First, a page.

On March 26, China launched crude oil futures contracts priced in renminbi (RMB) on the Shanghai International Energy Exchange. These contracts are the first RMB-denominated futures that foreigners can directly buy and sell. China is also taking steps to begin paying for some crude oil in RMB rather than in U.S. dollars. These moves are raising questions about whether China intends to challenge the dollar’s role as the default currency for oil pricing and trading worldwide.
China surpassed the United States to become the world’s largest importer of crude oil in 2017, a clear motivation for creating a mechanism to price oil in RMB. Additionally, adding a benchmark that reflects the types of oil needed by Chinese refineries poses a clear business purpose. China’s long-term goal is to increase the use of China’s currency in global trade, not just in oil.
Despite China’s central role in global oil markets, the RMB is unlikely to challenge the dollar as the default currency for oil trade anytime soon. A number of obstacles stand in its way, including Chinese capital controls and the foreign exchange risk that producers may be unwilling to take.
China’s push to internationalize the RMB
The internationalization of the RMB has been going on for about a decade now. The global financial crisis undermined confidence in the dollar-based international system, in China and elsewhere. China’s central bank governor, Zhou Xiaochuan, wrote an article in 2009 criticizing the world’s dependence on the dollar and calling for reform of the international monetary system. This launched a period in which China actively promoted the internationalization of its currency.
RMB’s share as a world payments currency, 2012-February 2018:
Initially there was a steady and rapid increase in measures of internationalization, such as the RMB’s share in global payments (see figure). However, the growth came to an end in the middle of 2015, and since then China’s share has declined. China launched the internationalization of its currency during a period in which the currency was still modestly under-valued and appreciating gradually against the dollar. As long as there was an expectation that the Chinese currency would continue to gradually appreciate, that by itself created incentive for businesses and households to be willing to accept RMB. However, in the middle of 2015, the central bank carried out a mini-devaluation of its currency and indicated that in the future there would be two-way fluctuation. Once the expectation of appreciation disappeared, there was not much attraction to holding RMB and the currency’s share of global payments stalled and even declined.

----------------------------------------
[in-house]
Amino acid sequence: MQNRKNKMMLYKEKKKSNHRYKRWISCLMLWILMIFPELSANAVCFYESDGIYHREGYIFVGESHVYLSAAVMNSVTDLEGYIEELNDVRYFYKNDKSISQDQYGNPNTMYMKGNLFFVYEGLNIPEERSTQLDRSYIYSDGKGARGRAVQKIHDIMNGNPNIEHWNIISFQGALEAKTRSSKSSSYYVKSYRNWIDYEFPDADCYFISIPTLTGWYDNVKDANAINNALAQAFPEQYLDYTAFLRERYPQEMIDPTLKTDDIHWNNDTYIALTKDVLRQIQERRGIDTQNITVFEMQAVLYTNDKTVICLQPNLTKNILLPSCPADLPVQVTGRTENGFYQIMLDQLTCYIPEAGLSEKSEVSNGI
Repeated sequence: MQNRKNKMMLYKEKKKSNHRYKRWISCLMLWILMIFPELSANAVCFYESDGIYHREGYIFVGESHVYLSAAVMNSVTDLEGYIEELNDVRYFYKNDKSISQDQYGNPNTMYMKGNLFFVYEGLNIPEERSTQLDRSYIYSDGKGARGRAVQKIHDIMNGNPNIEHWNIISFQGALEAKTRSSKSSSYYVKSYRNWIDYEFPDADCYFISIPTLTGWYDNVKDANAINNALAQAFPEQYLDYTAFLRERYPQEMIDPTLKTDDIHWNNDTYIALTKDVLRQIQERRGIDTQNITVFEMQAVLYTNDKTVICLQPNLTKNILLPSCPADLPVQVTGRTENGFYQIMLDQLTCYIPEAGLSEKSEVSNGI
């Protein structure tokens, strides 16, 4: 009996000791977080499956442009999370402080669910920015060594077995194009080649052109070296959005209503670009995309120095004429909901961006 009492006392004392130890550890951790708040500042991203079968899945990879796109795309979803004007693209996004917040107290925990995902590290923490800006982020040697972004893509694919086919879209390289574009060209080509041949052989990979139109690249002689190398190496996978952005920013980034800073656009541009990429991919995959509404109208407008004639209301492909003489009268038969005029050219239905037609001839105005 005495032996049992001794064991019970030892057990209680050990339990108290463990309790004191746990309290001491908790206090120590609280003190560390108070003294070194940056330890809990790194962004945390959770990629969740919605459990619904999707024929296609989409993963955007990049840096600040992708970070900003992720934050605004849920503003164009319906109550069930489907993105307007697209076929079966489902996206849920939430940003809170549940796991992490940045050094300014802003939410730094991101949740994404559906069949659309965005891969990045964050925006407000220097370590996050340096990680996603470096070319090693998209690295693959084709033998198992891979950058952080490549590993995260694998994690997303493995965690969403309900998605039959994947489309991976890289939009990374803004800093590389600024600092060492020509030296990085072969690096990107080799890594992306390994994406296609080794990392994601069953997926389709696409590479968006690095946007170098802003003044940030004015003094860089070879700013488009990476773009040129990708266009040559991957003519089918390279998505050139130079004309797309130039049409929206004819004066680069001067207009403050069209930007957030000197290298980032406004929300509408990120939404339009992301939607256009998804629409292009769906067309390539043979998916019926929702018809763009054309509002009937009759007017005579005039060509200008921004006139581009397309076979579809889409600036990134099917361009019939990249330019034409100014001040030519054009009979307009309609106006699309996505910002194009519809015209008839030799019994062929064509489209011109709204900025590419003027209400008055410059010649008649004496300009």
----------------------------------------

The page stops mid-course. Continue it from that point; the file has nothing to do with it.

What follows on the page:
Once the expectation of appreciation was gone, the question simply became whether it is convenient to take payment in RMB rather than in dollars or another hard currency. If a firm knows that it is going to be buying a lot from China right away, then having RMB is convenient. But, if one wants to hold the asset for a while, and then perhaps buy from another country, then holding RMB is awkward. China’s capital markets are under-developed and the ability to switch among currencies is restricted.
Despite China’s push, RMB unlikely to move beyond niche use in oil markets
In order to make its currency attractive for payments, China will need to liberalize its financial markets and its capital account. In practice this means allowing foreigners to easily buy Chinese stocks and bonds and to move money in and out of the country as needed. Given the large debt overhang that has developed in China, opening its capital account quickly would in fact be risky and we are not advocating it—just pointing out that as long as the capital account is closed, holding RMB is not very attractive.
An additional challenge to RMB as a trading currency for oil is that several important oil and gas producers in the Middle East have currencies pegged to the U.S. dollar, including Saudi Arabia, the United Arab Emirates, Oman, and Qatar. Kuwait’s currency is pegged to a basket of currencies dominated by the dollar. These pegs came about to provide stability to oil-producing countries when the United States was the world’s largest oil importer. Recent low oil prices challenged the pegs, as economic growth in the United States led to gradually increasing interest rates at the same time that oil revenues for the oil-producing countries were declining, arguing for lower interest rates in those countries. Despite this challenge, the pegs held and rising oil prices have improved fiscal conditions in the producing countries.
For these countries, payment for oil in a currency other than the dollar raises a foreign exchange risk that they have not faced in decades. Dollar-denominated oil survived three years of rock-bottom prices and diverging economic fortunes between the United States and the producing countries. It is unlikely to change now that the industry is more flush with cash.
Transacting in RMB will be attractive for countries that are afraid that the United States might sanction them and keep them out of the dollar market. But for anyone other than that specialized group, transactions in dollars are likely to dominate for the foreseeable future.
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